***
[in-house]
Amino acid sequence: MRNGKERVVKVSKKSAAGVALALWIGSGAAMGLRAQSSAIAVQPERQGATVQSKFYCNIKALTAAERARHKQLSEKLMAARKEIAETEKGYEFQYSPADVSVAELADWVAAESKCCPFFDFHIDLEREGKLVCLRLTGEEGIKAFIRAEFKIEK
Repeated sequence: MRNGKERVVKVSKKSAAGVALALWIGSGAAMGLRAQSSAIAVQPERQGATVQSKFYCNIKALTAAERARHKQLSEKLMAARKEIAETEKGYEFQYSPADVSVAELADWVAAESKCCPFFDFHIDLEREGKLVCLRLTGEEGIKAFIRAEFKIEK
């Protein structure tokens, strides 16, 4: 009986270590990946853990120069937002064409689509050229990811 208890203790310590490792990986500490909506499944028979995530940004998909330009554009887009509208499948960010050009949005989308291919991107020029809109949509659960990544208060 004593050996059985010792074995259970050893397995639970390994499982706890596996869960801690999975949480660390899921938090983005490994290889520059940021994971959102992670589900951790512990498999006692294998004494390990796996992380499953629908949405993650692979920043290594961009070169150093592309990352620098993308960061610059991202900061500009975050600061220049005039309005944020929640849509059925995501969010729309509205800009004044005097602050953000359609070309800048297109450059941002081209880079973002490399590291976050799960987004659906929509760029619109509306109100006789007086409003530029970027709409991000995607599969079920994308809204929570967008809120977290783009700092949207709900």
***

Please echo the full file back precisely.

[in-house]
Amino acid sequence: MRNGKERVVKVSKKSAAGVALALWIGSGAAMGLRAQSSAIAVQPERQGATVQSKFYCNIKALTAAERARHKQLSEKLMAARKEIAETEKGYEFQYSPADVSVAELADWVAAESKCCPFFDFHIDLEREGKLVCLRLTGEEGIKAFIRAEFKIEK
Repeated sequence: MRNGKERVVKVSKKSAAGVALALWIGSGAAMGLRAQSSAIAVQPERQGATVQSKFYCNIKALTAAERARHKQLSEKLMAARKEIAETEKGYEFQYSPADVSVAELADWVAAESKCCPFFDFHIDLEREGKLVCLRLTGEEGIKAFIRAEFKIEK
């Protein structure tokens, strides 16, 4: 009986270590990946853990120069937002064409689509050229990811 208890203790310590490792990986500490909506499944028979995530940004998909330009554009887009509208499948960010050009949005989308291919991107020029809109949509659960990544208060 004593050996059985010792074995259970050893397995639970390994499982706890596996869960801690999975949480660390899921938090983005490994290889520059940021994971959102992670589900951790512990498999006692294998004494390990796996992380499953629908949405993650692979920043290594961009070169150093592309990352620098993308960061610059991202900061500009975050600061220049005039309005944020929640849509059925995501969010729309509205800009004044005097602050953000359609070309800048297109450059941002081209880079973002490399590291976050799960987004659906929509760029619109509306109100006789007086409003530029970027709409991000995607599969079920994308809204929570967008809120977290783009700092949207709900």